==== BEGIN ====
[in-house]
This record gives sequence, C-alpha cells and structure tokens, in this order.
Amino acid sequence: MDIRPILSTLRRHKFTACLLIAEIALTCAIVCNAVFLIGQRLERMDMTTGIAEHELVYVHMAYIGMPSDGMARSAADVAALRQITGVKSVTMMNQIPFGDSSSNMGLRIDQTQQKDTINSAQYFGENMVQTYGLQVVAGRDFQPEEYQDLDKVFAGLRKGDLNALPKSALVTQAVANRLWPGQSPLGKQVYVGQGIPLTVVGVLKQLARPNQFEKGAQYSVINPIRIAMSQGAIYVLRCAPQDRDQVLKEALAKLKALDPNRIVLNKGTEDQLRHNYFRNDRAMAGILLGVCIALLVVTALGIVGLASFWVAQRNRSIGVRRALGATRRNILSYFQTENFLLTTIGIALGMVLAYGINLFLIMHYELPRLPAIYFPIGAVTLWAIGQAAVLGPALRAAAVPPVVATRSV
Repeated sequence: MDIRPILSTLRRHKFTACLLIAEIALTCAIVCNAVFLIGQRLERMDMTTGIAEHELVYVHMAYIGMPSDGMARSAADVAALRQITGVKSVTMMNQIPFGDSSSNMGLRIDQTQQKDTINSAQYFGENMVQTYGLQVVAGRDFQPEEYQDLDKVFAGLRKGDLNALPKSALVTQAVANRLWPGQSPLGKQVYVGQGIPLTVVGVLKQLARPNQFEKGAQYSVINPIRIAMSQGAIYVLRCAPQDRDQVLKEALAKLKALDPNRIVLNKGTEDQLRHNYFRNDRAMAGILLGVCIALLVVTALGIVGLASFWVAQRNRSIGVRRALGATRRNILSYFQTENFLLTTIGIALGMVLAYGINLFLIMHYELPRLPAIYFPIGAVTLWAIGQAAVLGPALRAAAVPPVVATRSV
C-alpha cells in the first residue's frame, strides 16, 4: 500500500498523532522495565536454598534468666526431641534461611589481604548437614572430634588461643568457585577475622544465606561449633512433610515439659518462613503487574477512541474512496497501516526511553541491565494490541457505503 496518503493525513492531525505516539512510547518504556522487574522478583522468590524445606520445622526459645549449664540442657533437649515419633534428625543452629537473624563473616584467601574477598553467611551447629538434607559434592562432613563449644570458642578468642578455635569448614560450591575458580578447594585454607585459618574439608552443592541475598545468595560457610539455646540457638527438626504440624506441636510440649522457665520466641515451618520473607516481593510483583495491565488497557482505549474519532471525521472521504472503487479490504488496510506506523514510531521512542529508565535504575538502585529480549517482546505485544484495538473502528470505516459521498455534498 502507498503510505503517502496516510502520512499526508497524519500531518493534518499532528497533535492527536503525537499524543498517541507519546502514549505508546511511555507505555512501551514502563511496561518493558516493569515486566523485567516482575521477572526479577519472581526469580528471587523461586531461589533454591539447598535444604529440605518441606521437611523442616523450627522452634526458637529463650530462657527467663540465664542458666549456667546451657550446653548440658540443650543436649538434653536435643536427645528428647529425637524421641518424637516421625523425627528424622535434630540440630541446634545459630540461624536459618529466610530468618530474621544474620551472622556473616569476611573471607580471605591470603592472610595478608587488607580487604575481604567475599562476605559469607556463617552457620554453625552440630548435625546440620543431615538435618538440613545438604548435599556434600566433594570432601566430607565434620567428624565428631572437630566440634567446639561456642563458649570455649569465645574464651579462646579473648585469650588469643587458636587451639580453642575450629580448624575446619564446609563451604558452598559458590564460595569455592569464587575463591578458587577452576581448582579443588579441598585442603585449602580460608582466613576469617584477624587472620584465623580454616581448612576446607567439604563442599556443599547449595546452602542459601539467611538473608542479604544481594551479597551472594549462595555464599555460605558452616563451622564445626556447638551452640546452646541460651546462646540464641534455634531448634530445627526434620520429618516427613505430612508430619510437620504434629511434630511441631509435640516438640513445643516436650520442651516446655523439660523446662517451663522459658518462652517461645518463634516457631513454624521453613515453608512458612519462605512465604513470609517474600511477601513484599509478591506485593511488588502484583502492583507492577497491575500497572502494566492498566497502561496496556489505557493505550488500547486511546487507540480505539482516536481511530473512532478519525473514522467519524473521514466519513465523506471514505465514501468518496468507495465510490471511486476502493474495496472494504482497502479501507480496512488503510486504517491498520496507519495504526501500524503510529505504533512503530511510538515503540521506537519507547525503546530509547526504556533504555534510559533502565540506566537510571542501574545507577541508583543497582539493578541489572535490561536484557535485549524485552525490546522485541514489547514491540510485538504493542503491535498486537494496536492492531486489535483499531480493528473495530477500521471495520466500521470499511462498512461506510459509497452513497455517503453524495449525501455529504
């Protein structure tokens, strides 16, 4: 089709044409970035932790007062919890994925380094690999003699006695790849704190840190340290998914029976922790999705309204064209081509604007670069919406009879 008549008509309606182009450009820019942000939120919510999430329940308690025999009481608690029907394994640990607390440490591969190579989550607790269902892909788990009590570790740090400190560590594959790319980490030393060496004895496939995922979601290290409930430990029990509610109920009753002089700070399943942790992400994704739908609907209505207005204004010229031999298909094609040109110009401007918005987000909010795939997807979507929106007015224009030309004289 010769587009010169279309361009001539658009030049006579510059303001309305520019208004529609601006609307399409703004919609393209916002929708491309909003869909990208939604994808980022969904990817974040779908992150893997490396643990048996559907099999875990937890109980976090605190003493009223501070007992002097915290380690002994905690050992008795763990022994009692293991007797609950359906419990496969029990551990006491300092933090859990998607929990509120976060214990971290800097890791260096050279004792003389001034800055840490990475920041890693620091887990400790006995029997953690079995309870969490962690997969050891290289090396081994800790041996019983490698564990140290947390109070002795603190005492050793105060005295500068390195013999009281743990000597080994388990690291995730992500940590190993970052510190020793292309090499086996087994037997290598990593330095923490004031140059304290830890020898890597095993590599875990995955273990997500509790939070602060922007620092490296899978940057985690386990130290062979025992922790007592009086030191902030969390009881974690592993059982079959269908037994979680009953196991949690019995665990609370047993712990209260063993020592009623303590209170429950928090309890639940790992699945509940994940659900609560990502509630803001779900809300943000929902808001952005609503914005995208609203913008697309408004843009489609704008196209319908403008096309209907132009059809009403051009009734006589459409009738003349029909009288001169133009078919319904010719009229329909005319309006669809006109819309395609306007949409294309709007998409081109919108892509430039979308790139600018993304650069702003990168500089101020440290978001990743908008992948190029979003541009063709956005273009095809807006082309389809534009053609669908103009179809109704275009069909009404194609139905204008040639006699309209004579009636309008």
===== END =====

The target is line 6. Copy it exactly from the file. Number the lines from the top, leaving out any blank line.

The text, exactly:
């Protein structure tokens, strides 16, 4: 089709044409970035932790007062919890994925380094690999003699006695790849704190840190340290998914029976922790999705309204064209081509604007670069919406009879 008549008509309606182009450009820019942000939120919510999430329940308690025999009481608690029907394994640990607390440490591969190579989550607790269902892909788990009590570790740090400190560590594959790319980490030393060496004895496939995922979601290290409930430990029990509610109920009753002089700070399943942790992400994704739908609907209505207005204004010229031999298909094609040109110009401007918005987000909010795939997807979507929106007015224009030309004289 010769587009010169279309361009001539658009030049006579510059303001309305520019208004529609601006609307399409703004919609393209916002929708491309909003869909990208939604994808980022969904990817974040779908992150893997490396643990048996559907099999875990937890109980976090605190003493009223501070007992002097915290380690002994905690050992008795763990022994009692293991007797609950359906419990496969029990551990006491300092933090859990998607929990509120976060214990971290800097890791260096050279004792003389001034800055840490990475920041890693620091887990400790006995029997953690079995309870969490962690997969050891290289090396081994800790041996019983490698564990140290947390109070002795603190005492050793105060005295500068390195013999009281743990000597080994388990690291995730992500940590190993970052510190020793292309090499086996087994037997290598990593330095923490004031140059304290830890020898890597095993590599875990995955273990997500509790939070602060922007620092490296899978940057985690386990130290062979025992922790007592009086030191902030969390009881974690592993059982079959269908037994979680009953196991949690019995665990609370047993712990209260063993020592009623303590209170429950928090309890639940790992699945509940994940659900609560990502509630803001779900809300943000929902808001952005609503914005995208609203913008697309408004843009489609704008196209319908403008096309209907132009059809009403051009009734006589459409009738003349029909009288001169133009078919319904010719009229329909005319309006669809006109819309395609306007949409294309709007998409081109919108892509430039979308790139600018993304650069702003990168500089101020440290978001990743908008992948190029979003541009063709956005273009095809807006082309389809534009053609669908103009179809109704275009069909009404194609139905204008040639006699309209004579009636309008």